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The President's Take

The Drivers of Deadly Conflict Emerge in the U.S.

In his introduction to this month’s edition of CrisisWatch, our President Robert Malley reflects on the ongoing violence in the U.S. and how the drivers of deadly conflict are emerging in the country.

As I write this column, a country whose internal politics Crisis Group habitually doesn’t cover is aflame. The pattern of events will be familiar to those who follow our work: a member of a long-oppressed minority is killed on camera without any justification by security forces, the latest in a series of such events. Picked up by social media, footage of the incident goes viral. In response, protests break out, in the course of which a police station is burned to the ground. Further protests erupt in major cities, the vast majority peaceful but with some violence and looting. Police reactions vary across the country, but far too many are heavy-handed, militarised and violent. The National Guard and army are called in. The nation’s highly polarising leader’s provocative statements worsen the situation. All this happens during a period of unprecedented economic distress and a major health crisis. One can only imagine what Western commentators would have said if such events had unfolded in a country in the Global South. 

An American journalist described the state of the nation after the killing of George Floyd, a forty-six-year-old African-American man, by a white police officer who kneeled on Floyd’s neck for some eight minutes, as follows:

So many things make America combustible right now: mass unemployment, a pandemic that’s laid bare murderous health and economic inequalities, teenagers with little to do, police violence, right-wingers itching for a second civil war and a president eager to pour gasoline on every fire.

For 25 years, Crisis Group’s conflict prevention and resolution mission has meant exploring the drivers of deadly conflict around the world, including failing public services and poor governance, police and paramilitary violence, economic distress and inequality, disenfranchisement, ethno-nationalist leadership, exclusionary politics and inflammatory rhetoric. Viewed through this prism, the U.S. today does not fare well. Its institutions have long been stronger than most, allowing it to absorb previous convulsions of the sort it is currently experiencing, though even those show signs of strain.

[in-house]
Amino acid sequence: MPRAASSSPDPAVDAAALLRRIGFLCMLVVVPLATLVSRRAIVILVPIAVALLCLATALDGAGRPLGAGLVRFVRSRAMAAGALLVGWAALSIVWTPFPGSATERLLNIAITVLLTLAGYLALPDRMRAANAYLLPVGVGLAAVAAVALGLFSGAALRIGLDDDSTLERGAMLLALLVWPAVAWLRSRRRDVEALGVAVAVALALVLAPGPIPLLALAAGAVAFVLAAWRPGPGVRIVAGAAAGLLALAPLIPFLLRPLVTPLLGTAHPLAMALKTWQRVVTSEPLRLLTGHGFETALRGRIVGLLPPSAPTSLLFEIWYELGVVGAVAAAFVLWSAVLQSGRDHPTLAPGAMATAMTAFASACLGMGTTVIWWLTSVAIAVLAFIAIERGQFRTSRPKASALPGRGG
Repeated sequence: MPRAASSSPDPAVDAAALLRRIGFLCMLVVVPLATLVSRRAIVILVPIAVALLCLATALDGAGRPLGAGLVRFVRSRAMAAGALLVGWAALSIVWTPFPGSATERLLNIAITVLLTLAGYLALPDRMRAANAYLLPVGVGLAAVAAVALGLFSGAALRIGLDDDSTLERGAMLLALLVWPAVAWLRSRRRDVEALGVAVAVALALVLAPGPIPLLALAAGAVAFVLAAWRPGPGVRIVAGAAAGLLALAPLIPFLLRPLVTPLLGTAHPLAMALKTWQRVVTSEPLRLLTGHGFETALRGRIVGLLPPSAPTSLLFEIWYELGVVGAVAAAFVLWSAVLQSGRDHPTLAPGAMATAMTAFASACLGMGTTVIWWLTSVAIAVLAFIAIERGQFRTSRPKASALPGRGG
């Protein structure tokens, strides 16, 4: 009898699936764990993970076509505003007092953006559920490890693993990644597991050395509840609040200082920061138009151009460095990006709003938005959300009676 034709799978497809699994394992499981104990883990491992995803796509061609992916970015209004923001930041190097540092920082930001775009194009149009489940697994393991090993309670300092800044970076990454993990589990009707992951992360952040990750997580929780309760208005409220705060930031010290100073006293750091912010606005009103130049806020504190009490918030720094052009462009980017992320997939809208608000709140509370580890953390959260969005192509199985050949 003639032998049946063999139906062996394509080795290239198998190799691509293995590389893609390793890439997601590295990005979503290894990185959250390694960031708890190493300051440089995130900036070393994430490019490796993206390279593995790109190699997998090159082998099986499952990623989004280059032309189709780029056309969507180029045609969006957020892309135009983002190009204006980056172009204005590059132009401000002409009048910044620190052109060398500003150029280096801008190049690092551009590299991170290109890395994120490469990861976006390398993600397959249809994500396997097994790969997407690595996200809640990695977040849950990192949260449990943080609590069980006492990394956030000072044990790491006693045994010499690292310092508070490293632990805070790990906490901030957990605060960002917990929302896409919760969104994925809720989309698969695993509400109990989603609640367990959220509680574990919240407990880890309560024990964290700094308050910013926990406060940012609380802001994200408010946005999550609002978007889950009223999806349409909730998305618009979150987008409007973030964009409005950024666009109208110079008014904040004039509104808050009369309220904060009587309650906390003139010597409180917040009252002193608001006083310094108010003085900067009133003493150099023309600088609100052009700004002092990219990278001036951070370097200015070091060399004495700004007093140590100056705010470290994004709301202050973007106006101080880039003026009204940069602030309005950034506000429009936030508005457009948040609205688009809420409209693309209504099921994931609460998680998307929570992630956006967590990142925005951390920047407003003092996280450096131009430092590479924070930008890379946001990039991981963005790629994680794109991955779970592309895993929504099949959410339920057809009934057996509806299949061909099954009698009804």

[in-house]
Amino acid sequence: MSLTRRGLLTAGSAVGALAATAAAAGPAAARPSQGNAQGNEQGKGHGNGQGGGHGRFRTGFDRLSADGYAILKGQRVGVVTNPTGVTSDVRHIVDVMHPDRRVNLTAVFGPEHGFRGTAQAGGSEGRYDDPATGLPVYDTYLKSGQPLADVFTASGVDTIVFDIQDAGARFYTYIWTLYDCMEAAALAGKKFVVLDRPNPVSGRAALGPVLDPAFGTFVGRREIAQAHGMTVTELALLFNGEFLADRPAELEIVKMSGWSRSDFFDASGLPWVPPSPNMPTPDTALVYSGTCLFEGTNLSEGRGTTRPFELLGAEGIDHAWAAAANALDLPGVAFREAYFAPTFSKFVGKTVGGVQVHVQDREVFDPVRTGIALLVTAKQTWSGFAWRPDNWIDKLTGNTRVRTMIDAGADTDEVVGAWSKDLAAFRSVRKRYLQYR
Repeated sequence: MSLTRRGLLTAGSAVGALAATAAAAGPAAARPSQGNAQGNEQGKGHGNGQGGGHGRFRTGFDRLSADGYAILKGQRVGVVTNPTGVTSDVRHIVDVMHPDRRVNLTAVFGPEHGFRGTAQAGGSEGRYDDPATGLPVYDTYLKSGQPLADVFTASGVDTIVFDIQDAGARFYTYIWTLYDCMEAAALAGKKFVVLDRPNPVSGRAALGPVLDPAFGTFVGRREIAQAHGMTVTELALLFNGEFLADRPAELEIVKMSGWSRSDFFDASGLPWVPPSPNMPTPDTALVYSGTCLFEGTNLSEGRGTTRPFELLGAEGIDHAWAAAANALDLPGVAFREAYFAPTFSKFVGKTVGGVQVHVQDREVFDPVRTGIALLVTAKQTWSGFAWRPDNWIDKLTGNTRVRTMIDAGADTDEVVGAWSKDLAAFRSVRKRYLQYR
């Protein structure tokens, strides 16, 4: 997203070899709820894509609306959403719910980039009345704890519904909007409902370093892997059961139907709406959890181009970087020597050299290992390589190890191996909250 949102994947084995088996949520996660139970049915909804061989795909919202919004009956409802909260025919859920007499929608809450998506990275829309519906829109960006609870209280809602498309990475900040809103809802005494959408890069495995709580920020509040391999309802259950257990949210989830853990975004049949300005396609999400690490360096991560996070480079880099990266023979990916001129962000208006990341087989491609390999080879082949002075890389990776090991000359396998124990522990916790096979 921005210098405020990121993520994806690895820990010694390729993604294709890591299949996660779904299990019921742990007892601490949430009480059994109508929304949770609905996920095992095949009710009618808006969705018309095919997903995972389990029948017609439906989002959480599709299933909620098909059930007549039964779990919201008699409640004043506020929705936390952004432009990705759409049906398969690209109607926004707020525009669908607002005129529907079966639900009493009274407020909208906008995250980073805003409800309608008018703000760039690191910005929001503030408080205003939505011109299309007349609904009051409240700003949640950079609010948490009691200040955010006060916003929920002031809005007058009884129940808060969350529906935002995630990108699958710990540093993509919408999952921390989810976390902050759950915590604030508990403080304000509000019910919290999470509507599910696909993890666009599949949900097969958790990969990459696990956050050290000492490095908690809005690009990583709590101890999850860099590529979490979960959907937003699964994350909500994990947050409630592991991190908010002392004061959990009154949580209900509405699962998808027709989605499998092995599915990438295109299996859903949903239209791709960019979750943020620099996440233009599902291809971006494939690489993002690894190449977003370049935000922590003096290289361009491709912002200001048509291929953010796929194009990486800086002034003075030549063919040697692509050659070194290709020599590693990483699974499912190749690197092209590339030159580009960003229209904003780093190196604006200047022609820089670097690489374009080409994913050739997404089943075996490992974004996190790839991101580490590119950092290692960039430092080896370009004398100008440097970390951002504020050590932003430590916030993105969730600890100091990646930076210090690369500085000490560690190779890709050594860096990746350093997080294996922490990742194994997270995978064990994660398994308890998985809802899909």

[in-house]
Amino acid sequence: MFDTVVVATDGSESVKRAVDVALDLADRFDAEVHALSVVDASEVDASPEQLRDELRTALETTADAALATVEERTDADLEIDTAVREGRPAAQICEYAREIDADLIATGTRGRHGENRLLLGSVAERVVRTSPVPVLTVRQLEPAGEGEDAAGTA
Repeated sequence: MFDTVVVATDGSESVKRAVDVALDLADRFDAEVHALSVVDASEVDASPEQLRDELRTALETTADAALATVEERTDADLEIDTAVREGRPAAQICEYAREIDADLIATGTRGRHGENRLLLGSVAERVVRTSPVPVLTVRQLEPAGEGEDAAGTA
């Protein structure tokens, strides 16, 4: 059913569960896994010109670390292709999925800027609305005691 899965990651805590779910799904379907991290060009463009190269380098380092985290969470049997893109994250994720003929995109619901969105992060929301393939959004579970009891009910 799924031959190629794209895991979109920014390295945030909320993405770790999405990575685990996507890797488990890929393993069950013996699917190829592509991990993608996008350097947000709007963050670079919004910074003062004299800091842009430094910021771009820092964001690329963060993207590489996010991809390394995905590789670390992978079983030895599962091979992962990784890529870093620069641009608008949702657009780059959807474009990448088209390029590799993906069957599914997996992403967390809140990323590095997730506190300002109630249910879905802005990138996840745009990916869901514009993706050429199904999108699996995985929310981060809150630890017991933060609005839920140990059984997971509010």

It is not clear what will stop the violence and ensure protests remain peaceful. But, as Crisis Group pointed out in a statement issued this week, U.S. political leaders and security chiefs at a minimum have the power not to do some things that will almost certainly make the situation worse – not to call protesters “terrorists” and urge that they be “hunted down like … in the Middle East”, not to call for military intervention and demand that it “dominate” the battlespace, and not to resort to excessive, militarised force.

The instinct for forbearance and unifying leadership has been demonstrated at state and local levels, where some figures have de-escalated tensions by practicing the sort of inclusive politics that Crisis Group has advocated elsewhere: reaching out to protesters, literally marching with them in some cases and taking their grievances seriously. Emulating their example, of course, plus ensuring the police show considerably more restraint toward peaceful protesters, would only be a first step in addressing the roots of the current conflagration – but without it the U.S. could be facing a long, restive summer. 

Meanwhile, our colleague and friend Michael Kovrig has been arbitrarily detained in China for 542 days. Last week, a Canadian court ruled that prosecutors had cleared an important legal hurdle relating to the extradition to the U.S. of Meng Wanzhou, chief financial officer of the Chinese technological giant, Huawei. The ruling was not about Michael. It should have no impact on his case. But we can’t deny our worry: China from the outset has linked two cases that have absolutely nothing to do with one another. Beijing should not treat Michael as a pawn in its broader struggle with Canada and the U.S. He should be released. Now.